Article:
A successful life’s work from an early passion: the career of Stefan Rose-John

“As a child, I was always curious about how things worked.” This enduring passion has given the science world an outstanding researcher. Stefan Rose-John’s thirst for knowledge led him to enrol in Biology with a minor in Chemistry and Physics after graduating from high school in his hometown of Heidelberg. In 1982, he received his doctorate before moving to Michigan, USA, for a two-year post-doctoral position. However, his hometown remained in his heart, and he returned to Heidelberg to take up the role of team leader at the German Cancer Research Center. In 1988, he then moved to RWTH Aachen University to work as a research assistant, where he qualified as a professor of biochemistry in 1992. From there, he moved on to Mainz, where he took up a professorship in pathophysiology at Johannes Gutenberg University. In 2000, he moved to Kiel. As professor of biochemistry and director of the Biochemical Institute, he spent 22 years at University of Kiel before retiring at the end of last year. “I’m a very curious and ambitious person. These two qualities have certainly helped me in my research,” Stefan Rose-John sums up. “However, passion for the subject matter and a strong will have also been important traits over the years. My personal motto is ‘You can do it’, and I’ve needed this sense of confidence and self-assurance to succeed during my life and career.”


2023 Jung Gold Medal for breakthrough in translational medicine, with new treatments expected to follow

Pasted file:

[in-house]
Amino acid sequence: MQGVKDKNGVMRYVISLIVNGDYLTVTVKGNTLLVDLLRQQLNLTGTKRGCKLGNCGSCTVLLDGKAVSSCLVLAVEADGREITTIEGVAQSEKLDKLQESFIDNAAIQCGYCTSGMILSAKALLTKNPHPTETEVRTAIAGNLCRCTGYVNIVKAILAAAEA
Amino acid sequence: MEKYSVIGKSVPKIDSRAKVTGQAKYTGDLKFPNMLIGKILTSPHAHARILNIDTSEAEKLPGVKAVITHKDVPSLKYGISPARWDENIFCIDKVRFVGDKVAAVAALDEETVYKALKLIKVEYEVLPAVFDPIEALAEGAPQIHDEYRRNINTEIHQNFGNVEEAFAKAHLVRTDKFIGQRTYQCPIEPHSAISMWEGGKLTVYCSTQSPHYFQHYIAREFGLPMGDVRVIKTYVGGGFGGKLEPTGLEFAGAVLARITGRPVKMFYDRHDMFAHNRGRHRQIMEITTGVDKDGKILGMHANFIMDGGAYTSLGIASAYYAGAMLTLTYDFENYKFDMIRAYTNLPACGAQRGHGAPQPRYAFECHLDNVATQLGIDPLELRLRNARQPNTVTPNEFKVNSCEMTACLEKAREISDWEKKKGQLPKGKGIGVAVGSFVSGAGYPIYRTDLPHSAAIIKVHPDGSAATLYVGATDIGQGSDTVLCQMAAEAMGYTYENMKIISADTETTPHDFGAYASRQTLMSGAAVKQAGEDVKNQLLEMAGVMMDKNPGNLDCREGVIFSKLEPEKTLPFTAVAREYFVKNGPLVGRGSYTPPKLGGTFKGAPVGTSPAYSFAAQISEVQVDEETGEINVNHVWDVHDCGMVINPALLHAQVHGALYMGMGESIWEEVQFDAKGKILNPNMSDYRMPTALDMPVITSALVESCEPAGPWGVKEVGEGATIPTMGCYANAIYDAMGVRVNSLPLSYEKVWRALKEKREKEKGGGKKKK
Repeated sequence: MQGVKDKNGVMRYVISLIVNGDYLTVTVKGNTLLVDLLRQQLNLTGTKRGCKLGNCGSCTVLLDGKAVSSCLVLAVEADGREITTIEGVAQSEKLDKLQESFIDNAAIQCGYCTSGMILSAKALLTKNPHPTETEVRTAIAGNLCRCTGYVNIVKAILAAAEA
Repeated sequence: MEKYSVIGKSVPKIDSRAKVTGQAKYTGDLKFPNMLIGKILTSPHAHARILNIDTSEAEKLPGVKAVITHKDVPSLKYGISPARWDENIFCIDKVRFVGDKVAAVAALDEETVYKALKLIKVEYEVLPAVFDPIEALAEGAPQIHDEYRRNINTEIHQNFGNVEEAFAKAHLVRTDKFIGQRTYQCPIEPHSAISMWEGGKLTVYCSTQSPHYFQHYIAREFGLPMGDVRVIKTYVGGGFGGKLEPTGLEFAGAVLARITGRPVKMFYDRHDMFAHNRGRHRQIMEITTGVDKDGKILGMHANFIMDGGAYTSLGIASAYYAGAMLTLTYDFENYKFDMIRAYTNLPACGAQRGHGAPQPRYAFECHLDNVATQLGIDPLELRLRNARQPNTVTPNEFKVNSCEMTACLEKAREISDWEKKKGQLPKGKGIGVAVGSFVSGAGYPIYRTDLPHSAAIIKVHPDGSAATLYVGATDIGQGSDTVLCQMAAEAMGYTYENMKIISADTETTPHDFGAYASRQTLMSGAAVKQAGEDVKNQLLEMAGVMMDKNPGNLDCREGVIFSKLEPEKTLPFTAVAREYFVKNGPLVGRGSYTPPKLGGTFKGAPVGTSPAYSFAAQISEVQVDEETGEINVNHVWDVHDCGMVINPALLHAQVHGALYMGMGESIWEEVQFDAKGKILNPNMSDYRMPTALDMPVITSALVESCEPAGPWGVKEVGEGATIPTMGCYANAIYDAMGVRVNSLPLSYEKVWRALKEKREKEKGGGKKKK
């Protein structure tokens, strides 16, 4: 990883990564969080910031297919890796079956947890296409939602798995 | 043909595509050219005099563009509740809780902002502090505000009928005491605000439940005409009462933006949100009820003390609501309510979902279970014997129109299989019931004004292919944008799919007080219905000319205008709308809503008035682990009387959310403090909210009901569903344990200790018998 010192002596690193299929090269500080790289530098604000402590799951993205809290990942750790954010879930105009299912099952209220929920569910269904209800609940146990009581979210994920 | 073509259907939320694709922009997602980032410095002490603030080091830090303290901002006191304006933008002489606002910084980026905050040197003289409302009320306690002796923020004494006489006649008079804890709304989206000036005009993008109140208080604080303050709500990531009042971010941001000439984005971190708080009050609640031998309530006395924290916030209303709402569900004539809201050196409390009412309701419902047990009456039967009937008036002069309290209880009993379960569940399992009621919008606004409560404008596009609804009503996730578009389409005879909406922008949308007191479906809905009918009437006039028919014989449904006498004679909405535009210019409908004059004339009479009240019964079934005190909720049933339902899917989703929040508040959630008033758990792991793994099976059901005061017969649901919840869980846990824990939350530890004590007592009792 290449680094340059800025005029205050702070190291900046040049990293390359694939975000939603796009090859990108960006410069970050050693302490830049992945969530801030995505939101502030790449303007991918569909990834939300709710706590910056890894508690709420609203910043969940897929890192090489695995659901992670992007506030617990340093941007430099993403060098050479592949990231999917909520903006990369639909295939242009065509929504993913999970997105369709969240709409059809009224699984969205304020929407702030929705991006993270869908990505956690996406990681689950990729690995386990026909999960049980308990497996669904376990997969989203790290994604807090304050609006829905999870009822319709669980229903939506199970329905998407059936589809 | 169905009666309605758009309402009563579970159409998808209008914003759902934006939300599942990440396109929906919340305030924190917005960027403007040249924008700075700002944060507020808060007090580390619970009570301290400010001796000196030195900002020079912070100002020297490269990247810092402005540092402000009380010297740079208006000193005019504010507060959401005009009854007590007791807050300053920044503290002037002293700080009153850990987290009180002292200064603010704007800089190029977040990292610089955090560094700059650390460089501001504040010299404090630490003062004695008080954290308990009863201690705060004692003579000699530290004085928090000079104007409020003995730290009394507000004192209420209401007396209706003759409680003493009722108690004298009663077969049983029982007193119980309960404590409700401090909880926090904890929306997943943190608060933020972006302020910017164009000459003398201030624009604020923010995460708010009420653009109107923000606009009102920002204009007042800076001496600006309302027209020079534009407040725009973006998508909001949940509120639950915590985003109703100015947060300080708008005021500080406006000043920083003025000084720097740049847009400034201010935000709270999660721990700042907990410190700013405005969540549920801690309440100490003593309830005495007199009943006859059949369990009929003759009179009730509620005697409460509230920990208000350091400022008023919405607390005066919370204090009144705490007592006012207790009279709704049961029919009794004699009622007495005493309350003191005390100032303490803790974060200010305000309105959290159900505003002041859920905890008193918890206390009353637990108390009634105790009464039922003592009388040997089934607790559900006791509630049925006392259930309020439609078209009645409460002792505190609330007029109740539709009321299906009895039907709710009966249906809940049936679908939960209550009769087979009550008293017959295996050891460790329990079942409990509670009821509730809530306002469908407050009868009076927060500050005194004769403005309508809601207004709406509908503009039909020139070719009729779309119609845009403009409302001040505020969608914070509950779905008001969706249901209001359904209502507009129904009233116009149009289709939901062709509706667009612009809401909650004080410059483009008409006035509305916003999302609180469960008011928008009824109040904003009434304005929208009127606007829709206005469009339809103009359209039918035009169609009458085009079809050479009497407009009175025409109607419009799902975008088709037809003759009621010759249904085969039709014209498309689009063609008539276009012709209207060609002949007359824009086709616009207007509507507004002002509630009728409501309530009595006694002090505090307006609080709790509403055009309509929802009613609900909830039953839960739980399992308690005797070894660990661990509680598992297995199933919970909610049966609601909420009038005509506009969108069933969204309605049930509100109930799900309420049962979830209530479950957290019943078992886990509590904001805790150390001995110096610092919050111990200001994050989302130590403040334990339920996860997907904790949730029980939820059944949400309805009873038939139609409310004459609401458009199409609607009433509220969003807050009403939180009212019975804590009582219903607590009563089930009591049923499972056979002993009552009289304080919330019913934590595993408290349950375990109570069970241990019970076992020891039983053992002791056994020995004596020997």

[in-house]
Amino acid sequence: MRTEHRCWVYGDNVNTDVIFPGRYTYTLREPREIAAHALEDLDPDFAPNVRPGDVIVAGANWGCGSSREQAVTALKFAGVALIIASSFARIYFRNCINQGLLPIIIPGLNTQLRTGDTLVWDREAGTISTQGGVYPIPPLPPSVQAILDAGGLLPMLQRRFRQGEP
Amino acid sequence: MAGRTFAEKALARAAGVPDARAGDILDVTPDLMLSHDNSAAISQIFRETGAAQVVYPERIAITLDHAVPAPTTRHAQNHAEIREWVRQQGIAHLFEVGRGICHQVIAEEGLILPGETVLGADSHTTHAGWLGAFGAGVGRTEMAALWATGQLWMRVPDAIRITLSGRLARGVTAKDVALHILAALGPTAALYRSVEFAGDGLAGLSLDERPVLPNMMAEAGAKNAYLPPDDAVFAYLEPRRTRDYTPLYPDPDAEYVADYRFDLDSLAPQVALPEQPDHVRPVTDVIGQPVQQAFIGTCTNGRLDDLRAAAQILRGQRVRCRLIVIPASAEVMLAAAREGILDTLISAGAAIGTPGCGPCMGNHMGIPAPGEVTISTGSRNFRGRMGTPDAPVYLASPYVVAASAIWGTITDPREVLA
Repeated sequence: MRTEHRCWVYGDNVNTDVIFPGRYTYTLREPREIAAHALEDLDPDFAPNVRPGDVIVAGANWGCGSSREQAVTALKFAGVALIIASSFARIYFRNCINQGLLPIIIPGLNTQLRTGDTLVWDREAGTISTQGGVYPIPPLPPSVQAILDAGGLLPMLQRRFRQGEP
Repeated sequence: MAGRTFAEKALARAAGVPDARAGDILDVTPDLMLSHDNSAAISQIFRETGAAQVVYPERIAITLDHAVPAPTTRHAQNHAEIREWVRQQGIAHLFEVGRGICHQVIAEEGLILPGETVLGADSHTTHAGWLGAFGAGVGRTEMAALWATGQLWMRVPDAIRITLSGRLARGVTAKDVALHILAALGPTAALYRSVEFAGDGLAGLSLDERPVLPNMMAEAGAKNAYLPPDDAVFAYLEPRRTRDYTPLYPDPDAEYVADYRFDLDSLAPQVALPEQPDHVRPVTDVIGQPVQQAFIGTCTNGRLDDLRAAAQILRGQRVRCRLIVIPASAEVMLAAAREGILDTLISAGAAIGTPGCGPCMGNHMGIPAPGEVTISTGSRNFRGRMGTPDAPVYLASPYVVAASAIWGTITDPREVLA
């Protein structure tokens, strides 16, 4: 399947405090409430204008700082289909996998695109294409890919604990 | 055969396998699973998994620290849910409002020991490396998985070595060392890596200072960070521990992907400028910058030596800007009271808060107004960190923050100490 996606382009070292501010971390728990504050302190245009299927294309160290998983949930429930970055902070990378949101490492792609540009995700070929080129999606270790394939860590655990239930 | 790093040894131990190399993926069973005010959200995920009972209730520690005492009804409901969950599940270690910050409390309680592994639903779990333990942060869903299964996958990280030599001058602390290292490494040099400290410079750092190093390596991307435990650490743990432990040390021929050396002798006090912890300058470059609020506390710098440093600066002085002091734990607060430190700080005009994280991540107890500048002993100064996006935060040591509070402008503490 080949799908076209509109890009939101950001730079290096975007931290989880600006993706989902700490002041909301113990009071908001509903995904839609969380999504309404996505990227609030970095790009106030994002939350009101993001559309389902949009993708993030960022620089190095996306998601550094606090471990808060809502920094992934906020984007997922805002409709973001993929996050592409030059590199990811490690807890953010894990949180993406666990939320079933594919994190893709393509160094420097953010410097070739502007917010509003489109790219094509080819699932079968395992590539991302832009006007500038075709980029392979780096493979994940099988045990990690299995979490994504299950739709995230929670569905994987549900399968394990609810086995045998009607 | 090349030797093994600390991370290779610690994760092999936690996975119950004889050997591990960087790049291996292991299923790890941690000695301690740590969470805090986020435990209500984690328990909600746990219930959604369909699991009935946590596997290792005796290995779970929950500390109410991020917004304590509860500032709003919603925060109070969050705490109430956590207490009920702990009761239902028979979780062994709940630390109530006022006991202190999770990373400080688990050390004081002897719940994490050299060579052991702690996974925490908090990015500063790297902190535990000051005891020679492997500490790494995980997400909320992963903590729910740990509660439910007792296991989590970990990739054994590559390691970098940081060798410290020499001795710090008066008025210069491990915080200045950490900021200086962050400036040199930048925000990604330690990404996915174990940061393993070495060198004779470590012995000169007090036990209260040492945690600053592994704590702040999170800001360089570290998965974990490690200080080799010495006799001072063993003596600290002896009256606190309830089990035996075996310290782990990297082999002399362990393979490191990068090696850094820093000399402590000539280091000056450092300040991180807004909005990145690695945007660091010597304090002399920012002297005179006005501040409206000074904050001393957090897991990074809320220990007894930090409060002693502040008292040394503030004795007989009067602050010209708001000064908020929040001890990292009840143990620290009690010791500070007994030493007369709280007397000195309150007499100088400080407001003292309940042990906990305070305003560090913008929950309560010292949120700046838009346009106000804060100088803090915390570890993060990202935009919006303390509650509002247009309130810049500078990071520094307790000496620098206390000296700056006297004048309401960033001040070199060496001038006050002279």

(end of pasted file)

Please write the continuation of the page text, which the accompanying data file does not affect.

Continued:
Stefan Rose-John lives for his career and his research. He has turned his fascination of questioning things and processes into a career. Not only has he managed to achieve groundbreaking results, but he has also succeeded in translating them into promising potential treatments. This makes him a perfect award winner for the Jung Foundation for Science and Research, whose guiding principle is to create a bridge between research and hospital beds. The Foundation has therefore chosen to recognise his commitment with the Jung Gold Medal for Medicine. “It’s a huge honour to be recognised with such a prestigious award. The list of former recipients is impressive,” says Stefan Rose-John. Although his research may be his life, he greatly enjoys being outdoors in his spare time. “I always say that I don’t need a hobby because my work is so interesting. However, I do love going for a walk at the lakes or at the sea in Schleswig-Holstein. And going sailing regularly with my friends gives me great pleasure outside of work,” says Rose-John. With the award, the Heidelberg native receives a scholarship of 30,000 euros, which he can award to a young researcher of his choice.


The Jung Foundation has been committed to the advancement of human medicine for over 40 years. With the Jung Gold Medal for Medicine and two further awards, the Foundation provides more than half a million euros each year for the benefit of science.